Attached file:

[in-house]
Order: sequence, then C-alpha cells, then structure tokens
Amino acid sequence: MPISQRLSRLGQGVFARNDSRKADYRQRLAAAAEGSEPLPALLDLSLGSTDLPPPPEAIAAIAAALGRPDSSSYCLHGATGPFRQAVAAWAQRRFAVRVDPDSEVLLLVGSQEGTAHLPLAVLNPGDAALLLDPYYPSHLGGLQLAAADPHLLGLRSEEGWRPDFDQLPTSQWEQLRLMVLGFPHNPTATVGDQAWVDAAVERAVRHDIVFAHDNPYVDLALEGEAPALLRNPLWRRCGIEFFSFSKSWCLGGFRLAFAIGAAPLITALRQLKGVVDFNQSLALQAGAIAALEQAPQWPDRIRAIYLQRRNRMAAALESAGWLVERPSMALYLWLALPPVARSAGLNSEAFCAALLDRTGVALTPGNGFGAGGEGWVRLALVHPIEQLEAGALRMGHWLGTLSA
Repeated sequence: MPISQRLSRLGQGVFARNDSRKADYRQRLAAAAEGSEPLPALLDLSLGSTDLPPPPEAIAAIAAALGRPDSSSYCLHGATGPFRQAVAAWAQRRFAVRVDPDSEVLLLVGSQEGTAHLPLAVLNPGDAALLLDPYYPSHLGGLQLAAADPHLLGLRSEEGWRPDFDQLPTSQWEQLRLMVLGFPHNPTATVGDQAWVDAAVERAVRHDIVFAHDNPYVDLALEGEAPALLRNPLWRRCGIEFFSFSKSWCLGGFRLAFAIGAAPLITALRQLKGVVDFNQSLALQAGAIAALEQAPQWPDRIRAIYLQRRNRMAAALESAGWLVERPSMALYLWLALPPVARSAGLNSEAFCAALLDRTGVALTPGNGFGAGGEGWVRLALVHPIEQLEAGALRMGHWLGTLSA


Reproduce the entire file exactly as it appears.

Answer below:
[in-house]
Order: sequence, then C-alpha cells, then structure tokens
Amino acid sequence: MPISQRLSRLGQGVFARNDSRKADYRQRLAAAAEGSEPLPALLDLSLGSTDLPPPPEAIAAIAAALGRPDSSSYCLHGATGPFRQAVAAWAQRRFAVRVDPDSEVLLLVGSQEGTAHLPLAVLNPGDAALLLDPYYPSHLGGLQLAAADPHLLGLRSEEGWRPDFDQLPTSQWEQLRLMVLGFPHNPTATVGDQAWVDAAVERAVRHDIVFAHDNPYVDLALEGEAPALLRNPLWRRCGIEFFSFSKSWCLGGFRLAFAIGAAPLITALRQLKGVVDFNQSLALQAGAIAALEQAPQWPDRIRAIYLQRRNRMAAALESAGWLVERPSMALYLWLALPPVARSAGLNSEAFCAALLDRTGVALTPGNGFGAGGEGWVRLALVHPIEQLEAGALRMGHWLGTLSA
Repeated sequence: MPISQRLSRLGQGVFARNDSRKADYRQRLAAAAEGSEPLPALLDLSLGSTDLPPPPEAIAAIAAALGRPDSSSYCLHGATGPFRQAVAAWAQRRFAVRVDPDSEVLLLVGSQEGTAHLPLAVLNPGDAALLLDPYYPSHLGGLQLAAADPHLLGLRSEEGWRPDFDQLPTSQWEQLRLMVLGFPHNPTATVGDQAWVDAAVERAVRHDIVFAHDNPYVDLALEGEAPALLRNPLWRRCGIEFFSFSKSWCLGGFRLAFAIGAAPLITALRQLKGVVDFNQSLALQAGAIAALEQAPQWPDRIRAIYLQRRNRMAAALESAGWLVERPSMALYLWLALPPVARSAGLNSEAFCAALLDRTGVALTPGNGFGAGGEGWVRLALVHPIEQLEAGALRMGHWLGTLSA